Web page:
"The honorable member for Carshalton and Wallington will also know the controversy that currently surrounds the Intercept Modernization Program," said Coaker. "I look forward to his support when we present Intercept Modernization Program proposals, which may include requiring the retention of data on Facebook, Bebo, MySpace and all other similar sites."

Deep packet inspection, the second strand of the IMP, involves intercepting and examining the contents of all data packets that flow over a network. In Monday's meeting, Coaker said the government still intends to have a consultation on whether to inspect and then store all internet traffic data in a centralized government database.

"What is the point of having a consultation if, as the honourable gentleman implies, the government have already made up their mind to have a central database?" said Coaker. "We have not made up our mind. We have said we will consult on a variety of options."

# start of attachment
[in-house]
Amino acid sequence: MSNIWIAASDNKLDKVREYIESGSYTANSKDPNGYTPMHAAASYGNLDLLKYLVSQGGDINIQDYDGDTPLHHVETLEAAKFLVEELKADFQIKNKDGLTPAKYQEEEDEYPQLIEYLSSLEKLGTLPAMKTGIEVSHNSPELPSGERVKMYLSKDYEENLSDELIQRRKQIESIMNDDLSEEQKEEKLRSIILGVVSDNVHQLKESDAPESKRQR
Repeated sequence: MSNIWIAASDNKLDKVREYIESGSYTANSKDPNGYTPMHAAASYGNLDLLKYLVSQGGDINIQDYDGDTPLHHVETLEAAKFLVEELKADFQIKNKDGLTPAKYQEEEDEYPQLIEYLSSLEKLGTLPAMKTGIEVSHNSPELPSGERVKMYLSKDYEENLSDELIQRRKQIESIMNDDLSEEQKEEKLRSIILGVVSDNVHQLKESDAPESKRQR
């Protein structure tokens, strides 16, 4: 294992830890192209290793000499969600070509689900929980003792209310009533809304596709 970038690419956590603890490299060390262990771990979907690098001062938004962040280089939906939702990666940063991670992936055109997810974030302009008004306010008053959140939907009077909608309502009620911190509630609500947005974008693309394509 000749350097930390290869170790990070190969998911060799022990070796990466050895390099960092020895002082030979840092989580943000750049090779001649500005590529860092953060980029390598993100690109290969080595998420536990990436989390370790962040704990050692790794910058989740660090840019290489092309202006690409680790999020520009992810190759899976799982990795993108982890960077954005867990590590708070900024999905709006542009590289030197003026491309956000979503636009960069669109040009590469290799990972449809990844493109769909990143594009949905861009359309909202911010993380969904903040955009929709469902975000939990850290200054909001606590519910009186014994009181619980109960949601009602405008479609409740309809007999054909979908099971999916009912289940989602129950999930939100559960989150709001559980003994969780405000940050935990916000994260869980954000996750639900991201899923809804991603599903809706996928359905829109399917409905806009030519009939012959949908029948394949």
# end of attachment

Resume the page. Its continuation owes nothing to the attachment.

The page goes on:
Opposition to the government's IMP proposal has been fierce. Cambridge University computer security expert Richard Clayton told ZDNet UK on Wednesday that the government proposal to monitor social-networking traffic was "extremely intrusive".

"The question is whether it's necessary or proportionate, and the short answer is no, it doesn't look that way," said Clayton. "If the government wants to make us safer, having a few more police on the electronic beat would be a good idea."

Clayton said that the problem for the government is that the Data Retention Directive only applies to data held by internet service providers, but that a large number of people don't use ISPs' systems to communicate, instead using online services including webmail and social-networking sites. Servers may be located in different jurisdictions, said Clayton, and data-retention times may be short.

"The government wants to collect all of this data on everybody, just in case," said Clayton. "Suppose you use, and you blow up the Houses of Parliament. The government would have to persuade the Pakistani authorities to turn over the logs, which may then turn out only to have been retained for three days."